“I am grateful to be able to support many of the athletes that I have worked with at the AIS in the last few years, here at the games. It’s always nice to see a familiar face, and even better to watch their Olympic dreams come true!”

The Village bubble also means that the Australian team members have a heightened sense of comradery.

“There is a great atmosphere in the Australian HQ building, and there has been a lot of cheering while watching the events on the TVs scattered throughout. The Australians have done so well at these Games, it’s been awesome to be part of the atmosphere,” Alice says.

And although she’s been working long days (sometimes up to 20 hours) Alice has had brief moments where she is able to take a step back and appreciate the full Olympic experience.

One of her favourite parts of the day is stepping away from the Recovery Hub for a brief dinner. All team members can utilise the dining hall within the village.

“Dinner is always something to look forward to. We have access to a two-storey international dining hall that quite literally has everything you could imagine,” Alice says.

“All cuisines are catered for, and there are so many options to choose from. This not only ensures that athletes are able to adequately re-fuel and prepare for their events, but we’ll also never get bored of the food!”

And somehow, despite her long hours and busy workload, Alice has also found some time to experience the Japanese culture – with the usual cultural surprises evident, even within the Village.

“Having never been to Japan before, there have been a few funny occurrences – particularly with the toilets,” Alice says.

“We almost feel like we need a degree to operate the flush … and there are seat warmers, washing capabilities, spontaneous massaging, and water temperature controls that turn on automatically – ensuring every trip to the bathroom is an adventure!”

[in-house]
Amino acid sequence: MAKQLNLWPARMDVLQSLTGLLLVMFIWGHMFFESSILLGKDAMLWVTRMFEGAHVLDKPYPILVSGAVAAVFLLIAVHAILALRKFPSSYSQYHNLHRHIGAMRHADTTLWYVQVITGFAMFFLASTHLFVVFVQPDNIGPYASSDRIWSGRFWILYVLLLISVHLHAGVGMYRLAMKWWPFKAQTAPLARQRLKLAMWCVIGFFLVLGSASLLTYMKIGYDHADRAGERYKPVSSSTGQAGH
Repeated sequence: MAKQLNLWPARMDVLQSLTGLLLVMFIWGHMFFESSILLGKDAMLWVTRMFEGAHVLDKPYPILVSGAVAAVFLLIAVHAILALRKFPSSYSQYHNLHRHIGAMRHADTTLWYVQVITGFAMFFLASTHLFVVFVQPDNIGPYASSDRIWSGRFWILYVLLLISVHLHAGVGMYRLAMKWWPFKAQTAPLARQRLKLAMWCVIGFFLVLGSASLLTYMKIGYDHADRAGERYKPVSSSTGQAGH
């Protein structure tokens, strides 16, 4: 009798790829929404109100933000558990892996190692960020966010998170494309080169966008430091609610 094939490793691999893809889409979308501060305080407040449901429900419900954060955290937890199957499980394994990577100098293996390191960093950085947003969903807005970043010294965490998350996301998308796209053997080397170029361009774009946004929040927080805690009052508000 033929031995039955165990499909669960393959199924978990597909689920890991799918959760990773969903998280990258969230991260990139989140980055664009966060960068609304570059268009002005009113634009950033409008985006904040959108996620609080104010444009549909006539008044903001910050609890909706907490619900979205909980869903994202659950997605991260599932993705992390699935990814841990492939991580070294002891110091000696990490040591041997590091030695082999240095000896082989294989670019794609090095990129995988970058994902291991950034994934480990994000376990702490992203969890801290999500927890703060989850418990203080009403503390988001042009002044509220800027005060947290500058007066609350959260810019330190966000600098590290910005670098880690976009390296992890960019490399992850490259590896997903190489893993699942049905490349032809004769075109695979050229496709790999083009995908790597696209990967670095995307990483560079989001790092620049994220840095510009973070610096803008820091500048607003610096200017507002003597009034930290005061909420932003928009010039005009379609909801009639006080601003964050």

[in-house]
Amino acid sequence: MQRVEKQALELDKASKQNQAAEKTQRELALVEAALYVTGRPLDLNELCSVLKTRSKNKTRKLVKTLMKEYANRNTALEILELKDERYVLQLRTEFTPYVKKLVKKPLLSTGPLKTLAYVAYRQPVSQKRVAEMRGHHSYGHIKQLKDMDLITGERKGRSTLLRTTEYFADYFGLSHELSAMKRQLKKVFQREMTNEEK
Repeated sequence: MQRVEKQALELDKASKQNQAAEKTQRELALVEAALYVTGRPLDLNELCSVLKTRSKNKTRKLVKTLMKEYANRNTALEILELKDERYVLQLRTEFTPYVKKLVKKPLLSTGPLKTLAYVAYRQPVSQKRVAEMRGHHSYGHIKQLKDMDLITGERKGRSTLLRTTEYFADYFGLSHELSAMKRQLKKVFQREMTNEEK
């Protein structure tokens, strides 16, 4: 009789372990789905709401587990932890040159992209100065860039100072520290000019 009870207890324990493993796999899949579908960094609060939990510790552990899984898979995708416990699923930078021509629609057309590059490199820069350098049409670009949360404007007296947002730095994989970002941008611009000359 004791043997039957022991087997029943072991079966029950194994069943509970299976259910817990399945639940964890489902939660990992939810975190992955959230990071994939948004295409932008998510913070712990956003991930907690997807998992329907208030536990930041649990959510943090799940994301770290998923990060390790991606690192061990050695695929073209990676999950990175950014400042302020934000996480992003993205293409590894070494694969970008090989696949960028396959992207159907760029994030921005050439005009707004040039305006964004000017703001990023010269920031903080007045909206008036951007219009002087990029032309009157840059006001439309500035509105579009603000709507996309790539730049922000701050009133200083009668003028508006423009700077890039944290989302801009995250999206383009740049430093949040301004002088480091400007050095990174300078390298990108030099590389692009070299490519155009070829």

The furniture in the Olympic Village has also proven unusual.

“The rumours are true – we are sleeping on cardboard beds,” Alice says.

“While extremely sustainable, there have been a few mishaps in the village when beds have collapsed – always providing a laugh when a staff member is seen carrying a bed down the corridor!”

Despite all the late nights and early mornings, Alice couldn’t be more glad that she had the chance to be involved in the Games.

She says she’s been ‘inspired’ by the efforts and commitment of all the Australian team members.

“Getting the opportunity to attend the Olympic Games has always been a dream of mine – as a kid, I dreamed of attending as an athlete, but after studying sports science I was set on going to the Games in a service support role for the athletes,” Alice says.

“The Australian Team is like a huge family, and I have been blown away by the support that everyone provides each other. The hard work and commitment from every single member of the team is admirable.

“For the past five years, there have not only been athletes and coaches devoting their time to make it to Tokyo, but medical teams, scientists, operations teams and administrative staff that have dedicated their time ensuring that Tokyo 2021 is a success – something that I will always be proud to have been a part of.”

Words by Elly Mackay, photos supplied.